Before he stepped down as dean one year ago, social studies teacher Daniel Tillman was known for shouting “First, second, or fifth” at loitering students in the hallways. Early in the morning on Monday, February 7, however, these words got a makeover when Interim Acting Principal Jie Zhang sent out an e-mail informing students that they are no longer permitted to stay on the fifth floor during their free and lunch periods. According to the e-mail, “the noise level outside the student cafeteria on the fifth floor is so high that teaching and learning are affected in the classrooms nearby.” Since then, aside from the student cafeteria, students have been allowed to stay only on the first floor, second floor, and sixth floor library during their free and lunch periods.
While in previous years teachers and deans had supervised students on the fifth floor, the policy of completely disallowing them from staying there is new to Stuyvesant. The introduction of this new policy was spurred by teachers and assistant principals who believed that the loud students posed too much of a distraction to the learning environment and classrooms on the floor.
“Teachers in the department have always expressed their concern about noise coming from the fifth floor because students had essentially extended the cafeteria into the halls,” Assistant Principal of World Languages Arlene Ubieta said. Like Zhang, Ubieta emphasized that the hindering of teaching was a problem. “It was especially frustrating when students were taking exams and the racket outside was distracting them and preventing them from performing their best,” she said.
The World Language classes were not the only ones affected by this situation. Assistant Principal of Physical Education Larry Barth explained that, for his department, the problem was less the amount of noise than the students’ presence itself. “When kids were sitting around outside the locker room where some of our classes do their work, it was a hindrance,” Barth said.
While Barth clarified that he had not gone to the administration to express his concerns regarding the noise, he supported the new policy on principle. “I was a proponent because it looks like a zoo up here with all the garbage. People would eat their lunch out in that back hallway and leave their trash everywhere. It was not a quiet study area. It was instead loud, noisy, and filthy. The problem affected the school as a whole,” Barth said.
Though students who used to stay outside the cafeteria must now go elsewhere, Librarian DeLisa Brown does not think that the new policy will have a significant effect on the library. While the number of students using the library every day has gone up, the fact that it is the beginning of the semester adds other variables and possibilities. “We naturally are going to have rising numbers of students in the library, and it will keep going up until we hit a point where it just gets too noisy or too crowded,” Brown said. Recently, approximately 1,700 to 2,000 students have been using the library every day.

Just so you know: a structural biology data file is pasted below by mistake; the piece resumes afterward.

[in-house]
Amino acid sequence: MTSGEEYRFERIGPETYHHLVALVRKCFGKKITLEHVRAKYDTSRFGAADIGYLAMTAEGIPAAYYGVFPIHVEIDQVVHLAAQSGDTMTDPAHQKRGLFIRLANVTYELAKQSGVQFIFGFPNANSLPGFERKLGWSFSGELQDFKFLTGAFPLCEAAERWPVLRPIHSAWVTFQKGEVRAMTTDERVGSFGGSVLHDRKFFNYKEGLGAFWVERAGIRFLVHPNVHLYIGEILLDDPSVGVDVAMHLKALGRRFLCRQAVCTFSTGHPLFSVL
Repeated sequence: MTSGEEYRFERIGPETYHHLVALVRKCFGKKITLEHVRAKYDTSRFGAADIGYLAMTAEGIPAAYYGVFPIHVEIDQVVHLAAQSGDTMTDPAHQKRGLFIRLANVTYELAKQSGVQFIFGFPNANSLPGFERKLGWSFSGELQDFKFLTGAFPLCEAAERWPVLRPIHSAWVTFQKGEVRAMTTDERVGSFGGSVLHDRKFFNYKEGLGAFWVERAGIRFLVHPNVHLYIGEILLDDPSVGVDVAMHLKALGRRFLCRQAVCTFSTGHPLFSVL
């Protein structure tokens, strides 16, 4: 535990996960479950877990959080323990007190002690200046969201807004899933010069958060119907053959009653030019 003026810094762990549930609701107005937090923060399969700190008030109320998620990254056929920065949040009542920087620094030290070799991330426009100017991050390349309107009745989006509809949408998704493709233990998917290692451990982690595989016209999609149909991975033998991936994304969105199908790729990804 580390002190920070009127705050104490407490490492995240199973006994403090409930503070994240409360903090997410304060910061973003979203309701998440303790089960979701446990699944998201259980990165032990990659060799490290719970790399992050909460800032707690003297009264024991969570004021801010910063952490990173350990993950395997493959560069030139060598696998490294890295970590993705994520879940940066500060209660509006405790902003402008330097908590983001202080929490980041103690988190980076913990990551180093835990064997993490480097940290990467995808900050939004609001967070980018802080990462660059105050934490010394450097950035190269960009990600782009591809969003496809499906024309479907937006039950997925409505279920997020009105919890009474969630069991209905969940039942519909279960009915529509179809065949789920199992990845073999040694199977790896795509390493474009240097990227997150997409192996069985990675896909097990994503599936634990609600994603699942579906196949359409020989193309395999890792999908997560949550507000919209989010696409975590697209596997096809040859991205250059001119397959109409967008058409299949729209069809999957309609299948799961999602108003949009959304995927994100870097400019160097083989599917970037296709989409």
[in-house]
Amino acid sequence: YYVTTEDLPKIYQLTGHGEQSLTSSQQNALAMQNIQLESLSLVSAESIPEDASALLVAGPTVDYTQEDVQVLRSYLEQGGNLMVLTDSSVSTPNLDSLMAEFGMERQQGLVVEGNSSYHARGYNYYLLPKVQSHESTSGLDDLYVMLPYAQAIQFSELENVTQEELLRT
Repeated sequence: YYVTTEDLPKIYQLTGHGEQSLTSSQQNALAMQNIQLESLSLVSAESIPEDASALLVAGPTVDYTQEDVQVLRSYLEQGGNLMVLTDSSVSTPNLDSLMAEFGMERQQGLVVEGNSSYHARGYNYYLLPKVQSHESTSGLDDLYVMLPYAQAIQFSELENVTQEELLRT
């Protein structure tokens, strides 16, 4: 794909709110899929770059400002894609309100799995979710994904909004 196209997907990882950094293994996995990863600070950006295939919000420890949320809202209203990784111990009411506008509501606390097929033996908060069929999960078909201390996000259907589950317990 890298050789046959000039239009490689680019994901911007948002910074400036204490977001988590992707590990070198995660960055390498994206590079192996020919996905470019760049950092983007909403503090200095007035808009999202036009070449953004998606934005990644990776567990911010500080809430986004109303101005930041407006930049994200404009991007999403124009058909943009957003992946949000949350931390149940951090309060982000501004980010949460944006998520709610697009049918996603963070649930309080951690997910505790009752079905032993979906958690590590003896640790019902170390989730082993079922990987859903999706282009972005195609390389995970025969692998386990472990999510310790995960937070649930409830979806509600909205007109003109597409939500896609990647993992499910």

Furthermore, Brown believes that the students displaced from the fifth floor will most likely relocate to the first or second floors. “The students on the fifth floor weren’t on the fifth floor because they wanted to study,” she said. “They wanted to relax. They want to chat with their friends and have some fun. Those aren’t necessarily the students who are going to be coming into the library.”
Some students have expressed their disappointment toward this new restriction. “The reasons [for this new policy] make sense, but this change also limits the space that people can be in when they’re not in class. It is also a lot nicer to be up on the fifth floor than it is to be on the first and second floors,” freshman Jake Brimberg said.
Many faculty members, on the other hand, are pleased with the change and believe that it has been effective in promoting a quieter learning environment.
“Everyone is very happy at this point,” Ubieta said. “It’s been heaven.”
Nevertheless, Zhang, who made the final decision to enforce the new policy, is open to student feedback. She explained that she is aware of the various opinions regarding the newly enacted policy as well as the student petition for permission to leave the school building during free periods. “We will always welcome student input; I am not here to inconvenience them,” Zhang said.